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Drowning in a Memory
The ground was hard underneath my quiet footsteps. My shoes kicked up dusty brown dirt with each scuffle. I continued walking forward along the unmarked path. Each twist and turn, I knew them all by heart. A cool gust of wind came through me and pulled my long hair back with it, leaving my face unprotected, numbed by the freezing air. I hugged myself tighter grabbing the edges of my coat, trying to stay warm. Large skeletons of trees huddled over me. I dragged my hand along them as I went, the dry bark felt rough against my fingertips. Through their naked branches I could see the off white sky. A flock of birds flew above me, fleeing the bitter coldness. The frigid wind urged me to go back with them, but I fought against it. The air was weighted with dead leaves and the oncoming of winter.
My journey came to an end as I saw the cave up ahead. Not really a cave, but that’s what he called it when we first made our discovery. It’s more of a large rock with a small gap underneath, just big enough to fit a small box. Not really a box, but a memory. Literally it is a box; however it means more to me than anything I have left could.
As I came closer, I saw the gray cave more clearly. It was weathered down even more so then the first time we had first found it. I ran my hands along the top feeling the familiar dents in the rock. Below it was the opening; inside was full of dark shadows. I crouched down low to the ground and peered into the dark gap. Taking a deep breath, I bent lower and slid my hands beneath the gap; sharp roots scratched at my arms as I dug in deeper into the hole, the physical pain could not compare to the dull ache inside my chest. Elbow deep, I felt the dull edges of the cardboard on the tips of my fingers. I dug around for a good grip and pulled. I struggled against the roots I roughly struggled to pull the box out. My hands finally slipped out gripping on tightly to it. Fresh red scratches marked my pale skin. I leaned my back against the cool stone and rested the box in my lap. After years of undisturbed rest I stared at this simple cardboard box I held in my hands.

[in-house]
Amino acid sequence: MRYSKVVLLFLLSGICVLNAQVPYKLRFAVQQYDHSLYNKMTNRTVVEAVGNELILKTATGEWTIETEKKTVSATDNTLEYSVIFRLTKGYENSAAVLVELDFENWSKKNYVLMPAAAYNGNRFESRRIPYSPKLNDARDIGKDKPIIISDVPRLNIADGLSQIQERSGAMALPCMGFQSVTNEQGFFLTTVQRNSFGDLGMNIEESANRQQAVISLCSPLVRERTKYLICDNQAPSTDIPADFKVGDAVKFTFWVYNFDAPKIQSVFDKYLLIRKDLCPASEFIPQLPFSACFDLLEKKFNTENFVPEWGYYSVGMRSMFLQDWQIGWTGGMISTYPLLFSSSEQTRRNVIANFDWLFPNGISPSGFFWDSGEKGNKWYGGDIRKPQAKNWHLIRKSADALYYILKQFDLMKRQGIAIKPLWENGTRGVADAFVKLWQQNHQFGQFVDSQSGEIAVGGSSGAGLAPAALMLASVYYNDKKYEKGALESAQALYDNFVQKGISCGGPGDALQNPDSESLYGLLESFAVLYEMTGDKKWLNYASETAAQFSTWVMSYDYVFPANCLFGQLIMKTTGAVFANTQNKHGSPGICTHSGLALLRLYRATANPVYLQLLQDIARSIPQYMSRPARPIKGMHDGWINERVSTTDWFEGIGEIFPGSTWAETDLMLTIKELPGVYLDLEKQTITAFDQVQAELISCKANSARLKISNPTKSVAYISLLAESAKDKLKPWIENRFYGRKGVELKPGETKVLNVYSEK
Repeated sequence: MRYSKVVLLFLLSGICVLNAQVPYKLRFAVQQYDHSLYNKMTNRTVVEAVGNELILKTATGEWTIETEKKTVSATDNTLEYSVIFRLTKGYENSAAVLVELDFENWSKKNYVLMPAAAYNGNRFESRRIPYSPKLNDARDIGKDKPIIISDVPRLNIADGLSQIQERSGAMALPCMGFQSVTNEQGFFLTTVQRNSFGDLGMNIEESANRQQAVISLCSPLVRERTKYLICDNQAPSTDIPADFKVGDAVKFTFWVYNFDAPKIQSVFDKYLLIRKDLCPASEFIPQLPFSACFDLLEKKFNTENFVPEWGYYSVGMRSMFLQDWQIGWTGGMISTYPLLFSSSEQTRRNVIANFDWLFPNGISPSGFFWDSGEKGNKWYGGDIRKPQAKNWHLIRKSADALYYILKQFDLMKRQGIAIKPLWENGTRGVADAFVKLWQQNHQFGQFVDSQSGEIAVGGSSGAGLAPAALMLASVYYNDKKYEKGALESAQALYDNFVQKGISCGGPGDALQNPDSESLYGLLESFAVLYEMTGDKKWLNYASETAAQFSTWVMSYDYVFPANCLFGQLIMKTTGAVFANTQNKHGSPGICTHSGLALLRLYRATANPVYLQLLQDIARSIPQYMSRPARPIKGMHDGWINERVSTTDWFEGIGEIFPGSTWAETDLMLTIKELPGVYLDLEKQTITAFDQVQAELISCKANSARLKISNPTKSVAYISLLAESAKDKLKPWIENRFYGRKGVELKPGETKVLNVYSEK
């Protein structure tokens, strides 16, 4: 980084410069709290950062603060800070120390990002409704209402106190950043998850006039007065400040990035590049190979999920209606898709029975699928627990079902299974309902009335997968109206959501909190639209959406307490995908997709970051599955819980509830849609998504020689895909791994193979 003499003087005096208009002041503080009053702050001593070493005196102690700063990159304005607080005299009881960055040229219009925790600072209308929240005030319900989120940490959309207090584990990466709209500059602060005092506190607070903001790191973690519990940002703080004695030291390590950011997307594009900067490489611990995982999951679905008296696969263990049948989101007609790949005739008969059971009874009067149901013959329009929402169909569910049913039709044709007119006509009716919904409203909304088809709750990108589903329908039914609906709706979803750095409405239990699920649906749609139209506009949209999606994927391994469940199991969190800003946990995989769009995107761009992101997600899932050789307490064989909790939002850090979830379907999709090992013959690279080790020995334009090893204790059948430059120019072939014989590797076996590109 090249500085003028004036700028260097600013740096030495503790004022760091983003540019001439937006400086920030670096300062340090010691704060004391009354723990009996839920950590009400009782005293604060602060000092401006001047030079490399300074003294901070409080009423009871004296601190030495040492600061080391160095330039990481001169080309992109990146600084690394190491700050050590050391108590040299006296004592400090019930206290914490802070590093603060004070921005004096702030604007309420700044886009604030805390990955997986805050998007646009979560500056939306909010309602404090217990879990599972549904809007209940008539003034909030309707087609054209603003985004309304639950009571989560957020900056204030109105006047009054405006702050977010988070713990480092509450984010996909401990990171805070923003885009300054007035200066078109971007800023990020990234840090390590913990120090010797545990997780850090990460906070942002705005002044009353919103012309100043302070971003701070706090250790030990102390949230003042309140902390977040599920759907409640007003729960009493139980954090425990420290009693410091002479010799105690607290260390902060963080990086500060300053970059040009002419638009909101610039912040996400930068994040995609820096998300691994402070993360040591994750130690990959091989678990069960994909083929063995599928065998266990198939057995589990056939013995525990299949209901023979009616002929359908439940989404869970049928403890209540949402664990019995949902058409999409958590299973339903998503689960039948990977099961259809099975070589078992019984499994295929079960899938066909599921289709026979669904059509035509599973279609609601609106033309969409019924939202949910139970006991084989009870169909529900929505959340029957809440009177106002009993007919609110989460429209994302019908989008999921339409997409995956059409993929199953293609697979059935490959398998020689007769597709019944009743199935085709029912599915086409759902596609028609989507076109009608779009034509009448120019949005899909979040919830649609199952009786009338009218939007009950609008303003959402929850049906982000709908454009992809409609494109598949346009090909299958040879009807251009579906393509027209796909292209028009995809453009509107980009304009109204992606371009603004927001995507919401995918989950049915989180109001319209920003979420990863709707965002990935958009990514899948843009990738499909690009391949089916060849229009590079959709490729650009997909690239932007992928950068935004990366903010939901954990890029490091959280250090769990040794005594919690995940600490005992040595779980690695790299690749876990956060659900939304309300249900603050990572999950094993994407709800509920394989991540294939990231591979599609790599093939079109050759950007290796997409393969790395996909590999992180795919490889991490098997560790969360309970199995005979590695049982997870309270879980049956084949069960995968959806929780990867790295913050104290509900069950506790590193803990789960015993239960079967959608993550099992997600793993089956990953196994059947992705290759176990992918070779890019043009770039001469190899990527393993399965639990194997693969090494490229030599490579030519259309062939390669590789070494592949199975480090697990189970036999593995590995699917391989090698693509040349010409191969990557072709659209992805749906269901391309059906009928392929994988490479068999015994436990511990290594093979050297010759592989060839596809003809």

It was a standard cardboard shoebox, intended for sneakers, recycled, with new meaning. With red hands and a numb heart I wiped the dirt off the top, revealing the patented logo. I could feel the tears waiting in my eyes as I mustered up everything I had left and slowly lifted open the flap, revealing what was left inside.
A flower, a rock, and a note.